As international trade secretary, I’ll be driving forward work on the free trade agreements that are going to be a priority for the government. Free trade isn’t just an abstract concept bandied around by technocrats. It is crucial for a strong economy and for the ability of families to make ends meet. Free trade benefits people in every part of our country, as British firms export to new markets and people doing the weekly shop have access to a wider choice of goods at lower prices.

The essence of free trade is in the title: freedom. It’s about giving people the power to exchange their goods without heavy government taxation or interference. Commerce and free exchange are the engine room of prosperity and social mobility. I’m determined to tackle the forces who want to hold that back.

One of my priorities is agreeing an exciting new free trade deal with the US, building on the great relationship between our two countries and the Prime Minister and US President. But I’ll also be talking to other partners including New Zealand, Australia and fast-growing Asian markets.

And with the EU too, we want a friendly and constructive relationship, as constitutional equals, and as friends and partners in facing the challenges that lie ahead – a relationship based on a deep free trade agreement. Our country produces some of the world’s most successful exports, and the opportunity to bring these to the rest of the world should make us all excited about the future. It is this excitement, optimism and ambition which I believe will come to define this government.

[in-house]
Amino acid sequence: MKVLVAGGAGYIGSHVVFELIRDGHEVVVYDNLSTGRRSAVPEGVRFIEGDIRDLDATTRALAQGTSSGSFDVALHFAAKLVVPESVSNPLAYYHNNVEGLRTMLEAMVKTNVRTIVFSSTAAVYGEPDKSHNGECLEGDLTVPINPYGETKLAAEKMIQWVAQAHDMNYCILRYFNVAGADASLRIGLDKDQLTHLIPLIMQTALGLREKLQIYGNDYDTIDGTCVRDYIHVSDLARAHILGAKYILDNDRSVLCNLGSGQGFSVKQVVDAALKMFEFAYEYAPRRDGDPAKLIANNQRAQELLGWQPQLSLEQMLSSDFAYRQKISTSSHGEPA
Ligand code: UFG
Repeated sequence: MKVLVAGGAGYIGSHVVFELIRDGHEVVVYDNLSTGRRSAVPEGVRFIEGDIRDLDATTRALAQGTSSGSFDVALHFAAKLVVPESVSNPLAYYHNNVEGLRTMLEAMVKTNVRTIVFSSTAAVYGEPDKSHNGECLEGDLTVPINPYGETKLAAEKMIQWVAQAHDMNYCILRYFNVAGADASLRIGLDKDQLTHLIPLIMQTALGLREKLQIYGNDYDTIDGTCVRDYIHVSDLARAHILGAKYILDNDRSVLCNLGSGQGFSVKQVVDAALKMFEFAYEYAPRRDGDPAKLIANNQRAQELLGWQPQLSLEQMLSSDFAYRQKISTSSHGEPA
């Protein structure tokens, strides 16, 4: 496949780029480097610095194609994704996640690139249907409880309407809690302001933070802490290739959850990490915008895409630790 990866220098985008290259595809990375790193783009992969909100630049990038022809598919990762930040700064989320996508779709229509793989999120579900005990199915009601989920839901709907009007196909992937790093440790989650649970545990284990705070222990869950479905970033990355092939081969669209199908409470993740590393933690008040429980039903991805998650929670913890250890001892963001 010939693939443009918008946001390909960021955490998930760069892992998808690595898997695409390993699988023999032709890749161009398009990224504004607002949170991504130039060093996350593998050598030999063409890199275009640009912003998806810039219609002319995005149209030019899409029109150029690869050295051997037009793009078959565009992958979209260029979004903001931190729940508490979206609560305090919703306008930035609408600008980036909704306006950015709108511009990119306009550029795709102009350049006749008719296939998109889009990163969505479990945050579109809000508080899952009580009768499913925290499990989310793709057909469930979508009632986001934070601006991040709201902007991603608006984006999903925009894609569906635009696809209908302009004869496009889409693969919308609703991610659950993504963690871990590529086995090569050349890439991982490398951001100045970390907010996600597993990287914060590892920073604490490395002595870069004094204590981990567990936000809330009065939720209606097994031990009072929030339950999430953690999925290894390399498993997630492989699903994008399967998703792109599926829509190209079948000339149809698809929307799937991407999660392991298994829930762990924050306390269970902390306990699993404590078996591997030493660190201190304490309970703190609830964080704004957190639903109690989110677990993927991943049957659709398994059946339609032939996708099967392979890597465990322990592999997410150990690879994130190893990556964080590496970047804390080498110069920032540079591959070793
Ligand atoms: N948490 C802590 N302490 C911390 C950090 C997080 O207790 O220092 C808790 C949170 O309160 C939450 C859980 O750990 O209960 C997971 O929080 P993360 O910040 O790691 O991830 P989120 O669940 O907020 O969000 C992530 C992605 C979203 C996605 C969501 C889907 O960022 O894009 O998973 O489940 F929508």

For too long now, we have been told Britain isn’t big or important enough to survive outside the EU – that we have to accept a deal that reflects our reduced circumstances. I say that’s rubbish. With the right policies in place, we can be the most competitive, free-thinking, prosperous nation on Earth exporting to the world and leading in new developments like AI. To do that, we’ll give the brilliant next generation of entrepreneurs the tools they need to succeed. Since 2015, there has been a staggering 85 per cent rise in the number of businesses set up by 18 to 24 year olds – twice the level set up by the same age group in France and Germany. We’ll help them flourish by championing enterprise, cutting taxes and making regulation flexible and responsive to their needs.

As we do that, we’ll level up and unite all parts of the UK with great transport links, fibre broadband in every home and proper school funding, so everyone shares in our country’s success.

2019 has been the year of brewing economic and political revolution. 2020 will be the year when a revitalised Conservative government turbo charges the economy, boosts prospects for people across the country, and catapults Britain back to the forefront of the world stage.



Rt Hon Elizabeth Truss
Secretary of State for International Development